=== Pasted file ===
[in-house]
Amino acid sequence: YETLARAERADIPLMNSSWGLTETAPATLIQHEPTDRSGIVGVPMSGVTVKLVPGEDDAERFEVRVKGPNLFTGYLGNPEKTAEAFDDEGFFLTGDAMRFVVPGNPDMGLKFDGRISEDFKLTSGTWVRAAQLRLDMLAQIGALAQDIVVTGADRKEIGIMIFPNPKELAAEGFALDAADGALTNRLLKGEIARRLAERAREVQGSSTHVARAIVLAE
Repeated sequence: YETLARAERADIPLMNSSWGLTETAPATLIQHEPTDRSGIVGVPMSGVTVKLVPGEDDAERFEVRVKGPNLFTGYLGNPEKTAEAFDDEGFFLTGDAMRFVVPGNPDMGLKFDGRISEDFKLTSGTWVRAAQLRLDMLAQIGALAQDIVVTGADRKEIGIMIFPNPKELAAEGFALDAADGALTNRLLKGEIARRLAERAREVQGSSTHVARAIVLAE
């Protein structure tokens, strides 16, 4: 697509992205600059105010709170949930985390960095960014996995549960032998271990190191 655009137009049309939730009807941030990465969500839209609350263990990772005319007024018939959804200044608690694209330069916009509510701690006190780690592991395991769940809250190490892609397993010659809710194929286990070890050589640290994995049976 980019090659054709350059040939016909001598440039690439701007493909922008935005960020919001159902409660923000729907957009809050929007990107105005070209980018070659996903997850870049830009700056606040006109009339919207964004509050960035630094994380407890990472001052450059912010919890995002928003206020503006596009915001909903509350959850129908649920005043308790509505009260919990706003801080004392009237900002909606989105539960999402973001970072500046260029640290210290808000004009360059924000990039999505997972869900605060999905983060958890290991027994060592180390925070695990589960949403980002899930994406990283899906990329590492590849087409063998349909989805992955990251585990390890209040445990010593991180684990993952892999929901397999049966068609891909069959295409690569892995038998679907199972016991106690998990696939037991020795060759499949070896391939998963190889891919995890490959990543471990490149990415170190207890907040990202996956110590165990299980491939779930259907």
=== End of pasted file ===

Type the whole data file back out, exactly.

[in-house]
Amino acid sequence: YETLARAERADIPLMNSSWGLTETAPATLIQHEPTDRSGIVGVPMSGVTVKLVPGEDDAERFEVRVKGPNLFTGYLGNPEKTAEAFDDEGFFLTGDAMRFVVPGNPDMGLKFDGRISEDFKLTSGTWVRAAQLRLDMLAQIGALAQDIVVTGADRKEIGIMIFPNPKELAAEGFALDAADGALTNRLLKGEIARRLAERAREVQGSSTHVARAIVLAE
Repeated sequence: YETLARAERADIPLMNSSWGLTETAPATLIQHEPTDRSGIVGVPMSGVTVKLVPGEDDAERFEVRVKGPNLFTGYLGNPEKTAEAFDDEGFFLTGDAMRFVVPGNPDMGLKFDGRISEDFKLTSGTWVRAAQLRLDMLAQIGALAQDIVVTGADRKEIGIMIFPNPKELAAEGFALDAADGALTNRLLKGEIARRLAERAREVQGSSTHVARAIVLAE
């Protein structure tokens, strides 16, 4: 697509992205600059105010709170949930985390960095960014996995549960032998271990190191 655009137009049309939730009807941030990465969500839209609350263990990772005319007024018939959804200044608690694209330069916009509510701690006190780690592991395991769940809250190490892609397993010659809710194929286990070890050589640290994995049976 980019090659054709350059040939016909001598440039690439701007493909922008935005960020919001159902409660923000729907957009809050929007990107105005070209980018070659996903997850870049830009700056606040006109009339919207964004509050960035630094994380407890990472001052450059912010919890995002928003206020503006596009915001909903509350959850129908649920005043308790509505009260919990706003801080004392009237900002909606989105539960999402973001970072500046260029640290210290808000004009360059924000990039999505997972869900605060999905983060958890290991027994060592180390925070695990589960949403980002899930994406990283899906990329590492590849087409063998349909989805992955990251585990390890209040445990010593991180684990993952892999929901397999049966068609891909069959295409690569892995038998679907199972016991106690998990696939037991020795060759499949070896391939998963190889891919995890490959990543471990490149990415170190207890907040990202996956110590165990299980491939779930259907």